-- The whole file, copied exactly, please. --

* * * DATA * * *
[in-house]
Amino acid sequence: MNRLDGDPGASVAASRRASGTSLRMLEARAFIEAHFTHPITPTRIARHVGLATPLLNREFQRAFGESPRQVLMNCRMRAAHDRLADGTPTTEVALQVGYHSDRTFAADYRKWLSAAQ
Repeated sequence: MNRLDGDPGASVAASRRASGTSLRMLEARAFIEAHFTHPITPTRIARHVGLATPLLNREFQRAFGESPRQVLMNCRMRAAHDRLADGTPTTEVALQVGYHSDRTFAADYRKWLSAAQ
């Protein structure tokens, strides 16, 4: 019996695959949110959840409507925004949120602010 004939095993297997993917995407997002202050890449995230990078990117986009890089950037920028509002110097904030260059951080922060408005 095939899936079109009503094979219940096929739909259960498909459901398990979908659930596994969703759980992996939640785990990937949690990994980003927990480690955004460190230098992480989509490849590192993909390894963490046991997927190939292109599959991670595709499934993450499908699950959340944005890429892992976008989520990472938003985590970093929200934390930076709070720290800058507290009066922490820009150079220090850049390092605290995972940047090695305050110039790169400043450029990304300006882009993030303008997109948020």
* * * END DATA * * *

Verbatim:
[in-house]
Amino acid sequence: MNRLDGDPGASVAASRRASGTSLRMLEARAFIEAHFTHPITPTRIARHVGLATPLLNREFQRAFGESPRQVLMNCRMRAAHDRLADGTPTTEVALQVGYHSDRTFAADYRKWLSAAQ
Repeated sequence: MNRLDGDPGASVAASRRASGTSLRMLEARAFIEAHFTHPITPTRIARHVGLATPLLNREFQRAFGESPRQVLMNCRMRAAHDRLADGTPTTEVALQVGYHSDRTFAADYRKWLSAAQ
């Protein structure tokens, strides 16, 4: 019996695959949110959840409507925004949120602010 004939095993297997993917995407997002202050890449995230990078990117986009890089950037920028509002110097904030260059951080922060408005 095939899936079109009503094979219940096929739909259960498909459901398990979908659930596994969703759980992996939640785990990937949690990994980003927990480690955004460190230098992480989509490849590192993909390894963490046991997927190939292109599959991670595709499934993450499908699950959340944005890429892992976008989520990472938003985590970093929200934390930076709070720290800058507290009066922490820009150079220090850049390092605290995972940047090695305050110039790169400043450029990304300006882009993030303008997109948020």